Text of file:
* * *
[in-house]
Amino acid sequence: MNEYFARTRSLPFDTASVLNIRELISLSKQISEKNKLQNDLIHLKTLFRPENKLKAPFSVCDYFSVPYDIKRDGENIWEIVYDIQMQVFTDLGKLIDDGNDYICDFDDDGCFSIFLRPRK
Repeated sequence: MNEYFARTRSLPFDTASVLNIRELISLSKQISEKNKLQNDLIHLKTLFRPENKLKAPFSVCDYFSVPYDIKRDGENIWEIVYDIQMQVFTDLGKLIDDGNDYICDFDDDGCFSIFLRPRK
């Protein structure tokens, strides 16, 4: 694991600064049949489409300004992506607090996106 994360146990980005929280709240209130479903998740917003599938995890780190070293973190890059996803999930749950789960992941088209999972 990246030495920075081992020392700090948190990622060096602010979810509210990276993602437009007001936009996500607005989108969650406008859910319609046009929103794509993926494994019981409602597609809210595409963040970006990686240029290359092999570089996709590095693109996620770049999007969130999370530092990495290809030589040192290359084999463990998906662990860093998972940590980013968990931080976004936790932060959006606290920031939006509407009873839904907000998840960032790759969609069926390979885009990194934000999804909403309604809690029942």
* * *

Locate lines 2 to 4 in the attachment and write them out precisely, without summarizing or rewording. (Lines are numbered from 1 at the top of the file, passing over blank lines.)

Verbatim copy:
Amino acid sequence: MNEYFARTRSLPFDTASVLNIRELISLSKQISEKNKLQNDLIHLKTLFRPENKLKAPFSVCDYFSVPYDIKRDGENIWEIVYDIQMQVFTDLGKLIDDGNDYICDFDDDGCFSIFLRPRK
Repeated sequence: MNEYFARTRSLPFDTASVLNIRELISLSKQISEKNKLQNDLIHLKTLFRPENKLKAPFSVCDYFSVPYDIKRDGENIWEIVYDIQMQVFTDLGKLIDDGNDYICDFDDDGCFSIFLRPRK
């Protein structure tokens, strides 16, 4: 694991600064049949489409300004992506607090996106 994360146990980005929280709240209130479903998740917003599938995890780190070293973190890059996803999930749950789960992941088209999972 990246030495920075081992020392700090948190990622060096602010979810509210990276993602437009007001936009996500607005989108969650406008859910319609046009929103794509993926494994019981409602597609809210595409963040970006990686240029290359092999570089996709590095693109996620770049999007969130999370530092990495290809030589040192290359084999463990998906662990860093998972940590980013968990931080976004936790932060959006606290920031939006509407009873839904907000998840960032790759969609069926390979885009990194934000999804909403309604809690029942």